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I'm developing a circuit to power a 300W DC motor with 25A rated current. I have experience powering smaller motors with motor driver ICs, but I can't seem to find an in-stock motor driver IC designed for a more powerful motor like this.

The motor is powering a parking brake mechanism. My requirements are basic: drive the motor in either direction to enable or disable the parking brake through a gearbox and some mechanical elements. There is no need to control speed. Stop the motor when the current exceeds a threshold indicating stall.

I don't think I really need a motor driver at all. I'm thinking I should just drive a MOSFET h-bridge from the microcontroller with something to increase gate voltage with a current-sensing resistor to detect stall via the microcontroller's ADC.

Are there any pitfalls or concerns I should watch out for driving a motor without a motor driver?

Update

Here's the circuit I'm currently thinking. Planning to separately drive coils as suggested to prevent shootthrough. I didn't see a DPDT relay with more than 10A contact current rating so I used two SPDT relays. Doesn't even look like I need an amplifier for the current sense since I'm only trying to detect stall

enter image description here

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  • \$\begingroup\$ "with something to increase gate voltage" I assume you are referring to high-side MOSFET gate drive. In which case the terminology is "floating" the gate voltage. Unless you need >10V for the Vgs for the MOSFETs chosen but the motors run on less than that and there is no >10V source to directly draw from. In that case you really do need something to boost the gate voltage. But you say 300W and 25A which equates to 12V, so I doubt it. \$\endgroup\$
    – DKNguyen
    Oct 24 '21 at 4:12
  • \$\begingroup\$ James, you may not actually need an MCU for all this. But possibly. An advantage for the MCU is that you can change the software when you learn more about your situation without necessarily having to change the hardware bits. So if that's important, then MCU it is. But if you can nail down the behavior well enough, then a non-MCU design might also be possible. In any case, you may also want to consider hybrid relays -- a mechanical relay coupled with semiconductor SCRs where the SCR is engages first and then the relay so that the relay contacts are spared from arcing. \$\endgroup\$
    – jonk
    Oct 24 '21 at 5:03
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    \$\begingroup\$ @tlfong01 BTN7971B would work, but it's marked obsolete/end-of-life though I see there is some stock still available. Second link seems to be mostly about PWM unless I'm missing something \$\endgroup\$ Oct 25 '21 at 1:38
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    \$\begingroup\$ Oh, your application does not require that the motor have a coast mode does it? The DPDT relay method ensures that neither motor terminal can ever be disconnected from both supplies which means that it will either be spinning or in electromagnetic braking (doesn't consume power). If you do need a coast mode then you need 4 distinct relays so you can actually just disconnect the motor terminals completely from either supply \$\endgroup\$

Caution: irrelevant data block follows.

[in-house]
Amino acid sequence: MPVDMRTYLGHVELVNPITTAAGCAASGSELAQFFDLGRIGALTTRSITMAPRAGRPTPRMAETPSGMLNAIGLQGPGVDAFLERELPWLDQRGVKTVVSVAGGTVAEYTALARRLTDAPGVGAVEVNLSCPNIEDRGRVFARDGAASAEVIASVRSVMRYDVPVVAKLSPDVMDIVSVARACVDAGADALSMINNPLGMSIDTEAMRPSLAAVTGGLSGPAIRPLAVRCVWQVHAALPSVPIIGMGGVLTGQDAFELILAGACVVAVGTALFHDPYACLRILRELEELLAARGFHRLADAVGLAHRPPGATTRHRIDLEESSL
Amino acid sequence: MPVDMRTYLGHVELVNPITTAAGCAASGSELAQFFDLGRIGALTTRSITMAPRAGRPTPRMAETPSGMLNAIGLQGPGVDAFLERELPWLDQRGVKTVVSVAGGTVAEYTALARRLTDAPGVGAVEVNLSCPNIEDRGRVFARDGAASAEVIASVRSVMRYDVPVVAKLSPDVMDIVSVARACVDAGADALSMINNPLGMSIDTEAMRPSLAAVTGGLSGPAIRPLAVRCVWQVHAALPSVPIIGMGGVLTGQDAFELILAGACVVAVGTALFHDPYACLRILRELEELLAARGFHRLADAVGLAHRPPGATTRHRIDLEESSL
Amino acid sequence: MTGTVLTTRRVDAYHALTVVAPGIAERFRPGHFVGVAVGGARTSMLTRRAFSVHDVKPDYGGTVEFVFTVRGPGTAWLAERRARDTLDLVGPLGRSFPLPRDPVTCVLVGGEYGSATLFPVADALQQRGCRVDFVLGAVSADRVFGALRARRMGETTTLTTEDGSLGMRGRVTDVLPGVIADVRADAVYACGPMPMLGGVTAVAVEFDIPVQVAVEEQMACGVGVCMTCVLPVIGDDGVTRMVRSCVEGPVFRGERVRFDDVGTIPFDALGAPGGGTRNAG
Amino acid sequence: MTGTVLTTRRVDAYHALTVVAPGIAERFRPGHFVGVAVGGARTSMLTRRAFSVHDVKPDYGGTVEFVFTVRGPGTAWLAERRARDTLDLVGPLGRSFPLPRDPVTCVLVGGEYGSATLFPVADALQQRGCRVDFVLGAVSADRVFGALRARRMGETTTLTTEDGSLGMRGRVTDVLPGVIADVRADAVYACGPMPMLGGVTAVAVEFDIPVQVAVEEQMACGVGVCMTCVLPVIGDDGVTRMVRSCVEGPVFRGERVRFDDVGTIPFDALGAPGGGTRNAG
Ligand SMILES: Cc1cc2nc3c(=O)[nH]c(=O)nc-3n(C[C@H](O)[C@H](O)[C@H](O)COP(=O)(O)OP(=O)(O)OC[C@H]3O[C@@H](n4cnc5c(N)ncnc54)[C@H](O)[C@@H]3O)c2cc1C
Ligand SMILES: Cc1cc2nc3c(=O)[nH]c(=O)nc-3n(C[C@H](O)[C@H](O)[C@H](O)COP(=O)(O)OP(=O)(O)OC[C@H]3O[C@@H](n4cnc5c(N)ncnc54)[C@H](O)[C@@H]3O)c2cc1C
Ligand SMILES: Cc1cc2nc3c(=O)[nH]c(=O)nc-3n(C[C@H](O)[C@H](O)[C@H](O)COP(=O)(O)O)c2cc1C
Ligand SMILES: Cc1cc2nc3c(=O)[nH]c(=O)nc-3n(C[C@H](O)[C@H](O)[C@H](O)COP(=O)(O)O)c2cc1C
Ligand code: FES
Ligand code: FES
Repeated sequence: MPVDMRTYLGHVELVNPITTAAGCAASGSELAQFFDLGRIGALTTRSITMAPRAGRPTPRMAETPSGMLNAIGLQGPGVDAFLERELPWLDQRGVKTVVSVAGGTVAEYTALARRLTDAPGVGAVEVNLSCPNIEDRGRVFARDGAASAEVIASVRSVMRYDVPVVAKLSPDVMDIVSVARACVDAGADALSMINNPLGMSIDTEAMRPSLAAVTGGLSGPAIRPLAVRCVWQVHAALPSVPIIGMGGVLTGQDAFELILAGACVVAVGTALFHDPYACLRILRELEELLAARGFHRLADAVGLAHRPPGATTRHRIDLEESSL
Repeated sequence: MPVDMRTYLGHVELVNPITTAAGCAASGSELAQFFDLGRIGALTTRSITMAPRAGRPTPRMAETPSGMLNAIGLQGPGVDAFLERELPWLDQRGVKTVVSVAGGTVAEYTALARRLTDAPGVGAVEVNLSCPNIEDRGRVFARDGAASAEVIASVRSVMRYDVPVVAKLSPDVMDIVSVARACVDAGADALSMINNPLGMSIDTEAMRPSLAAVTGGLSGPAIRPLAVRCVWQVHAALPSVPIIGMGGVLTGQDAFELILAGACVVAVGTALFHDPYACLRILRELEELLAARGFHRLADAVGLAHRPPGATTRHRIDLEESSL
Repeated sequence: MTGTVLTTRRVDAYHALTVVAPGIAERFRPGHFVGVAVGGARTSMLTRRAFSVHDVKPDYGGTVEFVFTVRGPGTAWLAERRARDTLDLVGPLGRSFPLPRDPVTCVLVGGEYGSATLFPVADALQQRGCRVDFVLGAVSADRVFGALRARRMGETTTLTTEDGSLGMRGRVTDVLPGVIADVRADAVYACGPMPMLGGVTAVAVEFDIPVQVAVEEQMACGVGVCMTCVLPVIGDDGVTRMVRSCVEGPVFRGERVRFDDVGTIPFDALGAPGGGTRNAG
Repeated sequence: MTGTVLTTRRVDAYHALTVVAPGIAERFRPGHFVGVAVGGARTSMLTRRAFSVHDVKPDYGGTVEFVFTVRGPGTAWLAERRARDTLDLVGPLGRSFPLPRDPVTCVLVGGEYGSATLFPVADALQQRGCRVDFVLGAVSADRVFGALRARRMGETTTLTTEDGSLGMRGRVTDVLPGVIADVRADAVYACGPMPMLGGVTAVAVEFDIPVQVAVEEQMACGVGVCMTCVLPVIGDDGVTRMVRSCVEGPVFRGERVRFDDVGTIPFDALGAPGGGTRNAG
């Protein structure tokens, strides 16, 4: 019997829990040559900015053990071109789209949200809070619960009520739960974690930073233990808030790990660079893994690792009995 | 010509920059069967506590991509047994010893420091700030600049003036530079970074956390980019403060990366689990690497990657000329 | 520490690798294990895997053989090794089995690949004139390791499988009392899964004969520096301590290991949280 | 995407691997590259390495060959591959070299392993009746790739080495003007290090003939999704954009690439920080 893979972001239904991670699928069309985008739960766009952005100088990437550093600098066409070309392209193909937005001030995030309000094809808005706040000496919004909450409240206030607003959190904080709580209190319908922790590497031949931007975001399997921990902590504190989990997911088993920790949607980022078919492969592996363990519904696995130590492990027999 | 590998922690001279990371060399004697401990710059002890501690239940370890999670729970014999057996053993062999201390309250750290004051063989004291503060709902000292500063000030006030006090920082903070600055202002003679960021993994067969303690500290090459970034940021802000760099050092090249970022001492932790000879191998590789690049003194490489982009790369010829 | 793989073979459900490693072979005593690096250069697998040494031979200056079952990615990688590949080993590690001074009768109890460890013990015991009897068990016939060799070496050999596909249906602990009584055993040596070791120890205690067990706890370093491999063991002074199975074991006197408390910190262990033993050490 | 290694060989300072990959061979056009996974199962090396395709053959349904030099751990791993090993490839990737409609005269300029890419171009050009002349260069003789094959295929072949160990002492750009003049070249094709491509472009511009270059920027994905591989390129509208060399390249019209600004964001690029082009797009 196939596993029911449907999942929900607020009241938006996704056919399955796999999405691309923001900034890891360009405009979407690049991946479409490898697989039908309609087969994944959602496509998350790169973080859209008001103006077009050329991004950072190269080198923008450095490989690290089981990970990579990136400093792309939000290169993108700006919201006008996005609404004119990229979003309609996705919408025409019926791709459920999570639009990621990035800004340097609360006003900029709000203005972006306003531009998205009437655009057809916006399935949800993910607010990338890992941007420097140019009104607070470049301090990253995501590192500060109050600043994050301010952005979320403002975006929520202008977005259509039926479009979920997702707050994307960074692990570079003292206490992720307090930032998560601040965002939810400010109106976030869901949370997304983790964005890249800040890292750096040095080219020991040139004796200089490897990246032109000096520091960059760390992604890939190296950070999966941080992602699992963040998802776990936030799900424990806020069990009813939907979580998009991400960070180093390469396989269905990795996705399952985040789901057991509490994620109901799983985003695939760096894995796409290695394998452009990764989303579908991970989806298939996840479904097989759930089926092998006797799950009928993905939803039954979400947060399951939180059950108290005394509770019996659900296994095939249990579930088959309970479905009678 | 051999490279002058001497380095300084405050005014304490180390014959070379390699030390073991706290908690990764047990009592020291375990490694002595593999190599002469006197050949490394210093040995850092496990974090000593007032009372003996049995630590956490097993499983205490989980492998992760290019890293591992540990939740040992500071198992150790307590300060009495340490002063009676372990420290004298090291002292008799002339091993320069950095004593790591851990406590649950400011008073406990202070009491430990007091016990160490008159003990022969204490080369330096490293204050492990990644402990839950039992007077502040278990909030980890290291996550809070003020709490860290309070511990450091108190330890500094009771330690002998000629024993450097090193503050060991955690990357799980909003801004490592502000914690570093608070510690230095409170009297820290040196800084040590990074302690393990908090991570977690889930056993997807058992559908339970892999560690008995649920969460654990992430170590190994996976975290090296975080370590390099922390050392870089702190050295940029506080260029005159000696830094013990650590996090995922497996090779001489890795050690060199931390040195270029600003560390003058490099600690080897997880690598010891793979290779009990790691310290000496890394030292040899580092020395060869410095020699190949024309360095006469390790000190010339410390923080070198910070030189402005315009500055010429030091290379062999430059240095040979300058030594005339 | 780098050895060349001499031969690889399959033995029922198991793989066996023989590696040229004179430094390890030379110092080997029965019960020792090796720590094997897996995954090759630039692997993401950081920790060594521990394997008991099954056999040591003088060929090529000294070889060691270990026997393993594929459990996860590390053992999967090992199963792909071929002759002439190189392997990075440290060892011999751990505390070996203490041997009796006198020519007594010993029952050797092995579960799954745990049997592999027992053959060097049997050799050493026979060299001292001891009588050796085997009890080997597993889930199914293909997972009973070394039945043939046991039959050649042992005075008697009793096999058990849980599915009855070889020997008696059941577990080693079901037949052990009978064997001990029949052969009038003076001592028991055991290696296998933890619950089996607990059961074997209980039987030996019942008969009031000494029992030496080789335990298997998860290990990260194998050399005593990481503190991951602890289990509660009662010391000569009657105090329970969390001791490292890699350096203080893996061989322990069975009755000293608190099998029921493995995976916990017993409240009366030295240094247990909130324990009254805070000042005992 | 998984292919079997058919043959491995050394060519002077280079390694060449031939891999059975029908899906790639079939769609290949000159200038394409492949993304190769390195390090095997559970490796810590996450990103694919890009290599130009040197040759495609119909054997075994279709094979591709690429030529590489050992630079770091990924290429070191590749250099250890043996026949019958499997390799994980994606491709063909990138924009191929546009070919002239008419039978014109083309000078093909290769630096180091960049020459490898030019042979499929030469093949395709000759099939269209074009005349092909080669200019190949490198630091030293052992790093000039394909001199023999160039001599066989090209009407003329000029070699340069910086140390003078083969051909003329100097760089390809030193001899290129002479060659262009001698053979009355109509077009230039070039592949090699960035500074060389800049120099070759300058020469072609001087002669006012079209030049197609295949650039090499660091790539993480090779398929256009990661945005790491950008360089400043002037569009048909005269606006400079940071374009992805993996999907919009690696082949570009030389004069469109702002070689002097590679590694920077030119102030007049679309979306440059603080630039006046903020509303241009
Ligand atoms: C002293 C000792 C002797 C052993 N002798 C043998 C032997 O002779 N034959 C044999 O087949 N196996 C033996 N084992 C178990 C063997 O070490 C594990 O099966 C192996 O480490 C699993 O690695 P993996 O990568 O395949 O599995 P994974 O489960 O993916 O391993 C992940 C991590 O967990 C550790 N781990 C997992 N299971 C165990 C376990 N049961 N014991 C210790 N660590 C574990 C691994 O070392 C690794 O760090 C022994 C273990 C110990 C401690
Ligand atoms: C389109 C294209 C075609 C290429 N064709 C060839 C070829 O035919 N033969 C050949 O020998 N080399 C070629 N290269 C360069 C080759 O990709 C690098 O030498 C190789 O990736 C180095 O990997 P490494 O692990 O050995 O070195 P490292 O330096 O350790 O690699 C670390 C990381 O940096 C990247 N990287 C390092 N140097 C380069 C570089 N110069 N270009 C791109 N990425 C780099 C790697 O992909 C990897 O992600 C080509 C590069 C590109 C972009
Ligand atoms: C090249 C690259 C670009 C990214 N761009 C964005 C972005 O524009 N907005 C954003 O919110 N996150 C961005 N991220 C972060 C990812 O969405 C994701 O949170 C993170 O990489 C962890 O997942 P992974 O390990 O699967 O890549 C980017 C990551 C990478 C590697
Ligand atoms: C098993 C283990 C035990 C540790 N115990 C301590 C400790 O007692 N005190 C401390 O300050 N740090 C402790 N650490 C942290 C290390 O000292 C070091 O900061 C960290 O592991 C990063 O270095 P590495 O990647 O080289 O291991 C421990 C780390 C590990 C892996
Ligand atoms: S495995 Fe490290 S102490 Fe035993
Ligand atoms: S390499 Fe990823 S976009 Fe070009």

– DKNguyen
    Oct 26 '21 at 3:22
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    \$\begingroup\$ 1N4148 too slow for flyback diodes. Use the 1N4448. \$\endgroup\$
    – DKNguyen
    Oct 26 '21 at 4:07
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With your requirements, consider an electromechanical relay H-bridge instead of a MOSFET H-bridge would be less work. It will be easier to understand and take less effort (no need to worry about high-side gate drive). You can keep the microcontroller and current sense resistor if you want.

But if all you want is stall current limiting, you could forego on the microcontroller and current sensor and instead a thermostat normally-closed thermostat switch that measures the motor temperature and opens the relay coils.

Are there any pitfalls or concerns I should watch out for driving a motor without a motor driver?

  • Shoot through with relays or MOSFETs
  • Bootstrap high-side gate drive cannot drive at 100% duty cycle because low-side MOSFET needs to periodically conduct to recharge the bootstrap cap. Happens as part of normal commutation in a brushless motor driver, but not in an brushed motor H-bridge.
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  • \$\begingroup\$ I do need the MCU for other reasons, though the thermostat option is interesting. The relay circuit is interesting/simple, I'll probably go with that option \$\endgroup\$ Oct 25 '21 at 1:43
  • \$\begingroup\$ @JamesSuffolk Two DPDT relays make a nice clean H-bridge with none of the funky gate drive circuitry MOSFETs need. Recommend independently driving each coil with a transistor so your MCU can control shootthrough. \$\endgroup\$
    – DKNguyen
    Oct 25 '21 at 1:50
  • \$\begingroup\$ I misspoke. Two SPDT relays. Or four single pole relays. But SPDT is cleaner. \$\endgroup\$
    – DKNguyen
    Oct 26 '21 at 4:13

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